By Tracie Guy-Decker
This morning, as I fried my umpteenth batch of matzo brei, my three-year-old daughter whined for the umpteenth time that she wanted a bagel.
I sighed quietly and flipped the brei, not even bothering to explain again about Passover to a toddler. But it got me thinking.
I thought back to the Seder a few nights ago when we were entreated to imagine ourselves as having left Egypt with the Exodus all those hundreds of years ago. I envisioned myself trying to serve the first matzo to a whining toddler. I wondered about the taste of that first matzo. Did the hasty escape from slavery–the mixture of triumph and terror–make it more or less tasty than the perfectly square staple of today’s Passover?
Then I remembered that the hasty escape did not afford those ancient mothers the luxury of eggs and butter, a hot frying pan, and the maple syrup that makes everything more palatable. I said a small prayer of gratitude.
I put the finished brei on a plastic plate, covered it with syrup, and called my daughter to the table to eat her “Passover pancakes.” As she tasted her first bite, my little one smiled up at me and said, “it’s good!” her missing bagel totally forgotten.
I smiled back and thought of all of the mothers, around the world and around the corner, who don’t have bagels or even matzo to feed their children. Again, I felt deeply grateful, and suddenly the words of the Seder, quoted from Exodus 22:20, came back to me full force: “You shall not wrong a stranger or oppress him, for you were strangers in the land of Egypt.”
Except in my mind, I heard my mother’s voice saying, “there but by the grace of God go I.” She’s been using that idiom for as long as I can remember, whenever she heard a sad story or saw a homeless person begging. She uses it as an admonishment when she hears someone being judgmental.
I’ve heard the phrase many, many times. There are some days where it resonates more than others. Passover provides days like that.
Don’t get me wrong, Passover can be a pain in the neck: all the preparation, all the toddler whining, all the things you cannot eat (and what you can eat, when consumed every day for eight days, is not good for the human digestive tract!). It’s uncomfortable.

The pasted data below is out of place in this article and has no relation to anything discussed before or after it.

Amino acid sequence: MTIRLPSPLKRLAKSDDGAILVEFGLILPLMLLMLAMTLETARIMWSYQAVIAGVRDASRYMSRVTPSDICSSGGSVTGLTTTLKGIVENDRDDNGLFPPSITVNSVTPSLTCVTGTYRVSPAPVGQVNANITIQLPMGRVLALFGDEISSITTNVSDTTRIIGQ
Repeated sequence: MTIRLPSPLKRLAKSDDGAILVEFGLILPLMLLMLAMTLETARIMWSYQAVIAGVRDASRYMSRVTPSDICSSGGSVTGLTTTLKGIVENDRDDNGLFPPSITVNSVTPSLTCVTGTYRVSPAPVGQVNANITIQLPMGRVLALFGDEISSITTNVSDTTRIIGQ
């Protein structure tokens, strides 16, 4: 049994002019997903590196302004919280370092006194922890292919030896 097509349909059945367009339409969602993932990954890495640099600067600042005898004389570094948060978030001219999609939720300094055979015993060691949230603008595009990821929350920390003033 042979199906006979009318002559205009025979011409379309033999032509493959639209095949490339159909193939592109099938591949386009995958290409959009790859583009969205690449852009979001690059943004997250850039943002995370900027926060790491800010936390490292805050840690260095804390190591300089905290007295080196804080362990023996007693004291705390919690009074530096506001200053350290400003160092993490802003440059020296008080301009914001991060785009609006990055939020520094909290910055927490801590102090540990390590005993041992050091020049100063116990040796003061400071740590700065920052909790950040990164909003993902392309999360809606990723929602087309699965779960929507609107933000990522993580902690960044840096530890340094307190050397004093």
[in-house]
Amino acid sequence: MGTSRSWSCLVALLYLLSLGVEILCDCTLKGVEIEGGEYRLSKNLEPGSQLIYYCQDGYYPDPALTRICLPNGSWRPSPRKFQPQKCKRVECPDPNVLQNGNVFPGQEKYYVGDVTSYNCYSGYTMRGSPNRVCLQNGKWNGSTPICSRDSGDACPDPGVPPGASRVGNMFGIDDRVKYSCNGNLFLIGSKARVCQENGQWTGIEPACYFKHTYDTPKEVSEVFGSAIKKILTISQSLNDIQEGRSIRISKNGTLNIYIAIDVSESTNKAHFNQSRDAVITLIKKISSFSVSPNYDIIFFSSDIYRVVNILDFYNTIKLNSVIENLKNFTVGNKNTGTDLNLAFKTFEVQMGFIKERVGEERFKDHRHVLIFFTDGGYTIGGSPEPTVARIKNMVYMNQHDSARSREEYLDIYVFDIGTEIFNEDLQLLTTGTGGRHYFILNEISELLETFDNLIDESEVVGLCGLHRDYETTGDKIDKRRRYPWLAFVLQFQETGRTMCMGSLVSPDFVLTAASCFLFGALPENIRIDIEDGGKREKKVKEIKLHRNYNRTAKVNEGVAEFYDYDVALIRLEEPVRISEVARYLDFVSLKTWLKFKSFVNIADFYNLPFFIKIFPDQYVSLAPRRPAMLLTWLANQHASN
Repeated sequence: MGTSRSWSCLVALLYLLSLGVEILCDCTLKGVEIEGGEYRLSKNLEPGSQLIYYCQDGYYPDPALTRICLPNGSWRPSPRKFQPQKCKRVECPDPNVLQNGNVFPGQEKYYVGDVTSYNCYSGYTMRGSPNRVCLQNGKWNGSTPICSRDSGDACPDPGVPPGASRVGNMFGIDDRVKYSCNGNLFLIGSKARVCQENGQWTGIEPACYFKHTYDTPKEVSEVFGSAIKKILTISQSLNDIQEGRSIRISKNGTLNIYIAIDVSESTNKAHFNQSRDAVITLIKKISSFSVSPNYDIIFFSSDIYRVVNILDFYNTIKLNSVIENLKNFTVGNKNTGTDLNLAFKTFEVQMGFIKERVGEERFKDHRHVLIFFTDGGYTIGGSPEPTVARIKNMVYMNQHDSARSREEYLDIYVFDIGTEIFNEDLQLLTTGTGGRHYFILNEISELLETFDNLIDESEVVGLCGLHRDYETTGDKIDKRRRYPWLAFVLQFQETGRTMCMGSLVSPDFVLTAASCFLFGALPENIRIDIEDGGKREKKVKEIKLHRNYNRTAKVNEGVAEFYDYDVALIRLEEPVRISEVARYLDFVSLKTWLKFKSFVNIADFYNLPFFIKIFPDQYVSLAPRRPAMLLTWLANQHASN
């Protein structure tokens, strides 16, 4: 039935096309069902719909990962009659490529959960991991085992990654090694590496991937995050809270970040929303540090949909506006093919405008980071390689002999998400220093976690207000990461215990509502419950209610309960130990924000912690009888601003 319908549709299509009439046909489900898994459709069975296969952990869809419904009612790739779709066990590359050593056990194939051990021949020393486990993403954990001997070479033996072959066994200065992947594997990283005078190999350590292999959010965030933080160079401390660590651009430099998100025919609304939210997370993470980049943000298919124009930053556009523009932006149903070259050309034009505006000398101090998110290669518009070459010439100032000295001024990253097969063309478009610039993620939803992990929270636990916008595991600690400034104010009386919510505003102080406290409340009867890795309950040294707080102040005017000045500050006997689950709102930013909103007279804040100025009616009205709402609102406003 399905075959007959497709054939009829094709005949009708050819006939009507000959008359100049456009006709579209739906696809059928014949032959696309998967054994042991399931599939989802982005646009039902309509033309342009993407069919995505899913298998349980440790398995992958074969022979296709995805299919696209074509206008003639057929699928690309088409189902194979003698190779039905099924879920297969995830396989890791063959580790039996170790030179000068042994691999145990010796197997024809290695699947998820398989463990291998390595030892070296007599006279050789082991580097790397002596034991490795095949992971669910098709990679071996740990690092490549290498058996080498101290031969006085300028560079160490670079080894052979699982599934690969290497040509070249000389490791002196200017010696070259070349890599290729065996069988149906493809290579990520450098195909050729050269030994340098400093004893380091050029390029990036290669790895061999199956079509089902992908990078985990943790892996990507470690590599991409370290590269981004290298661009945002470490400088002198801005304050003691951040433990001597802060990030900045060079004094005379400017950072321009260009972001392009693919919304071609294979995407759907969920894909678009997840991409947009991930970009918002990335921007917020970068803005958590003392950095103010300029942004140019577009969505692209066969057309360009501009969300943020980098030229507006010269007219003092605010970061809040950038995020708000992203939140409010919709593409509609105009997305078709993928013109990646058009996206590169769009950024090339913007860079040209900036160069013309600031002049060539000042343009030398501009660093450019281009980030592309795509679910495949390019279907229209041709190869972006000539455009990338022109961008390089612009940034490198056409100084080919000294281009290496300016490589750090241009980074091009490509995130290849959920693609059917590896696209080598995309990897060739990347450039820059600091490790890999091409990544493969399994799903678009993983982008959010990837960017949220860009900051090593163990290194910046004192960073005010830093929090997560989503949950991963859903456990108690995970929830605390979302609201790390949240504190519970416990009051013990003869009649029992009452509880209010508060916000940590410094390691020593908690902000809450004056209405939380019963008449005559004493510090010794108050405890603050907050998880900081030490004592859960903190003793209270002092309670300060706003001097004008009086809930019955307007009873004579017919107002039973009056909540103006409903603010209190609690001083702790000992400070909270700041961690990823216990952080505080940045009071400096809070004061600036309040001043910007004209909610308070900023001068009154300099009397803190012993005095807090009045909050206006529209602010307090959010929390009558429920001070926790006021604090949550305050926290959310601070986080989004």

But that’s the point, isn’t it? Slavery is uncomfortable. Escaping slavery is uncomfortable. Poverty, illness, hunger, injustice: uncomfortable, uncomfortable, uncomfortable, uncomfortable.
Passover is a discomfort that we are asked to willingly adopt, though only temporarily. When we make the choice to accept the discomfort, we find, as the ancient Israelites did, that it also comes with great joy. Toddlers smile nearly as often as they whine. Families get together and laugh and argue and (hopefully) laugh again.
Passover helps us put into perspective our own and others’ discomfort. It helps teach us about just how beautifully complicated life can be—uncomfortable and joyful all at the same time. Passover reminds us how much we have every single day, and it asks us to be grateful. It’s an important lesson for me, and one I hope to be able to impart to my daughter.
To all those who celebrate, I hope your Passover has been, and continues to be, a meaningful one. I, for one, am going to be very grateful for my chametz meal of pizza and beer on Saturday night.
If you’re interested in learning more about Passover or any Jewish holiday, the Simon Family JCC is here to be your partner on your journey.
Tracie Guy-Decker is a freelance writer and artist. She and her husband, a Navy Chief, and their almost-three-year-old daughter share their home with two poorly behaved dogs and a six-toed cat. She can be reached at firstname.lastname@example.org.